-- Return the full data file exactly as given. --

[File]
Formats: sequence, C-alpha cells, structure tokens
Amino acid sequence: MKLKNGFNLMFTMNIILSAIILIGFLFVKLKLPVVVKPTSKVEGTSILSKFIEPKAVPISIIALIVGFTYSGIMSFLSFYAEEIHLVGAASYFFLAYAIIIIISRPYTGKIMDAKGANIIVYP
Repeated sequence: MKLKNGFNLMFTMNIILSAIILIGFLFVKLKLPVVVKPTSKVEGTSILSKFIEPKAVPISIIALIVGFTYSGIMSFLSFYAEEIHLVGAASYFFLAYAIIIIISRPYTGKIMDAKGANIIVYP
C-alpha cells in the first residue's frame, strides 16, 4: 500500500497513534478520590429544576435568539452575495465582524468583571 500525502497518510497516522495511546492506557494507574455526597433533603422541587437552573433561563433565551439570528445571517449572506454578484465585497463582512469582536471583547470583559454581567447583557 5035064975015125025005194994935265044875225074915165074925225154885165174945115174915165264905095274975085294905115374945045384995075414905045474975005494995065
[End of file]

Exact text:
Formats: sequence, C-alpha cells, structure tokens
Amino acid sequence: MKLKNGFNLMFTMNIILSAIILIGFLFVKLKLPVVVKPTSKVEGTSILSKFIEPKAVPISIIALIVGFTYSGIMSFLSFYAEEIHLVGAASYFFLAYAIIIIISRPYTGKIMDAKGANIIVYP
Repeated sequence: MKLKNGFNLMFTMNIILSAIILIGFLFVKLKLPVVVKPTSKVEGTSILSKFIEPKAVPISIIALIVGFTYSGIMSFLSFYAEEIHLVGAASYFFLAYAIIIIISRPYTGKIMDAKGANIIVYP
C-alpha cells in the first residue's frame, strides 16, 4: 500500500497513534478520590429544576435568539452575495465582524468583571 500525502497518510497516522495511546492506557494507574455526597433533603422541587437552573433561563433565551439570528445571517449572506454578484465585497463582512469582536471583547470583559454581567447583557 5035064975015125025005194994935265044875225074915165074925225154885165174945115174915165264905095274975085294905115374945045384995075414905045474975005494995065